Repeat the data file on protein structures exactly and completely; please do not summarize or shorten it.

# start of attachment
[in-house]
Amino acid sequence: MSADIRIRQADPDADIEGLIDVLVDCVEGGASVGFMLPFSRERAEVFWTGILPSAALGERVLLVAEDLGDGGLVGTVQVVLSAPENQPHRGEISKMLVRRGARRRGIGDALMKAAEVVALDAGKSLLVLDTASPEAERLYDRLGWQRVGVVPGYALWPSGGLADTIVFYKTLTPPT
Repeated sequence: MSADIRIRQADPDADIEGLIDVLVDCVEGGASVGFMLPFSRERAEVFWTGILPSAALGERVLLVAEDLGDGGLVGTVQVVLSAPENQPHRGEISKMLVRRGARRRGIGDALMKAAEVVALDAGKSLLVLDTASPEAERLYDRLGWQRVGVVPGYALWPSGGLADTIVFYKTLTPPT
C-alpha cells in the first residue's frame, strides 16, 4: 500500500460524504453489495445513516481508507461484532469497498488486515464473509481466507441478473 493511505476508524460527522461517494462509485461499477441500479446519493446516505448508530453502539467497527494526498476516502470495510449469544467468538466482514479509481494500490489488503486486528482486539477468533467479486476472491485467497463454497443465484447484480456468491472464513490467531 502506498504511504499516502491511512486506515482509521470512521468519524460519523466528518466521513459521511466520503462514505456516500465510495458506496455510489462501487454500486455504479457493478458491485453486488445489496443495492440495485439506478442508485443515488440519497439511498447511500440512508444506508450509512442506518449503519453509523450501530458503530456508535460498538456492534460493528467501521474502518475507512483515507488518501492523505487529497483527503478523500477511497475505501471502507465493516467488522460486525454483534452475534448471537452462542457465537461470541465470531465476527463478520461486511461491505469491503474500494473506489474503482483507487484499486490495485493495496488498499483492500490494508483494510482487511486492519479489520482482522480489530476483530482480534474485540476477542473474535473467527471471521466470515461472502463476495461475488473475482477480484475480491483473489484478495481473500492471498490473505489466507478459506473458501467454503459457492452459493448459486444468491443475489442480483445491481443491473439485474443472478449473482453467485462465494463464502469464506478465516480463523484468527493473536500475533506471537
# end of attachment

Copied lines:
[in-house]
Amino acid sequence: MSADIRIRQADPDADIEGLIDVLVDCVEGGASVGFMLPFSRERAEVFWTGILPSAALGERVLLVAEDLGDGGLVGTVQVVLSAPENQPHRGEISKMLVRRGARRRGIGDALMKAAEVVALDAGKSLLVLDTASPEAERLYDRLGWQRVGVVPGYALWPSGGLADTIVFYKTLTPPT
Repeated sequence: MSADIRIRQADPDADIEGLIDVLVDCVEGGASVGFMLPFSRERAEVFWTGILPSAALGERVLLVAEDLGDGGLVGTVQVVLSAPENQPHRGEISKMLVRRGARRRGIGDALMKAAEVVALDAGKSLLVLDTASPEAERLYDRLGWQRVGVVPGYALWPSGGLADTIVFYKTLTPPT
C-alpha cells in the first residue's frame, strides 16, 4: 500500500460524504453489495445513516481508507461484532469497498488486515464473509481466507441478473 493511505476508524460527522461517494462509485461499477441500479446519493446516505448508530453502539467497527494526498476516502470495510449469544467468538466482514479509481494500490489488503486486528482486539477468533467479486476472491485467497463454497443465484447484480456468491472464513490467531 502506498504511504499516502491511512486506515482509521470512521468519524460519523466528518466521513459521511466520503462514505456516500465510495458506496455510489462501487454500486455504479457493478458491485453486488445489496443495492440495485439506478442508485443515488440519497439511498447511500440512508444506508450509512442506518449503519453509523450501530458503530456508535460498538456492534460493528467501521474502518475507512483515507488518501492523505487529497483527503478523500477511497475505501471502507465493516467488522460486525454483534452475534448471537452462542457465537461470541465470531465476527463478520461486511461491505469491503474500494473506489474503482483507487484499486490495485493495496488498499483492500490494508483494510482487511486492519479489520482482522480489530476483530482480534474485540476477542473474535473467527471471521466470515461472502463476495461475488473475482477480484475480491483473489484478495481473500492471498490473505489466507478459506473458501467454503459457492452459493448459486444468491443475489442480483445491481443491473439485474443472478449473482453467485462465494463464502469464506478465516480463523484468527493473536500475533506471537